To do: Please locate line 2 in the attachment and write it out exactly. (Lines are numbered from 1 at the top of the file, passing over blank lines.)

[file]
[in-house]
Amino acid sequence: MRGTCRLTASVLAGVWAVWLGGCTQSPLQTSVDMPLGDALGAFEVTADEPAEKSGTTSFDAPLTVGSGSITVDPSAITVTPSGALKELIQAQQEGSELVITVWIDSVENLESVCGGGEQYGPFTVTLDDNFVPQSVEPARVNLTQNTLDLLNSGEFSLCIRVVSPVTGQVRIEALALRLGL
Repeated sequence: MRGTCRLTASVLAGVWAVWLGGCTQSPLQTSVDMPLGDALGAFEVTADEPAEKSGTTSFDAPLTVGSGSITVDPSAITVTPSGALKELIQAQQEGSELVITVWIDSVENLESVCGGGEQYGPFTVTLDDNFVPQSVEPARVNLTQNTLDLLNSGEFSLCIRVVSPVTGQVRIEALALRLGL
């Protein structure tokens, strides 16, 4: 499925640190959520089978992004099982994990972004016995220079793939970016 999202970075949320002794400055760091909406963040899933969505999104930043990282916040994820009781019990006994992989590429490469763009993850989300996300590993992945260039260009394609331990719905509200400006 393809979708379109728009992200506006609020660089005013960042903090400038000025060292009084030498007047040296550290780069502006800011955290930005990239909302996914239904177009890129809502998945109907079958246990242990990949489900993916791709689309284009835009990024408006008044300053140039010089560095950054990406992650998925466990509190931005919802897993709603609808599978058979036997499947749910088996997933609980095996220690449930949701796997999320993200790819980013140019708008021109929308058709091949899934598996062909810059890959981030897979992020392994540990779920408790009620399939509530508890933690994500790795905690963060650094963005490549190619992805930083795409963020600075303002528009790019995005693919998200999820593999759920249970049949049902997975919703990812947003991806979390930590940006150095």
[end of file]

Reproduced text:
Amino acid sequence: MRGTCRLTASVLAGVWAVWLGGCTQSPLQTSVDMPLGDALGAFEVTADEPAEKSGTTSFDAPLTVGSGSITVDPSAITVTPSGALKELIQAQQEGSELVITVWIDSVENLESVCGGGEQYGPFTVTLDDNFVPQSVEPARVNLTQNTLDLLNSGEFSLCIRVVSPVTGQVRIEALALRLGL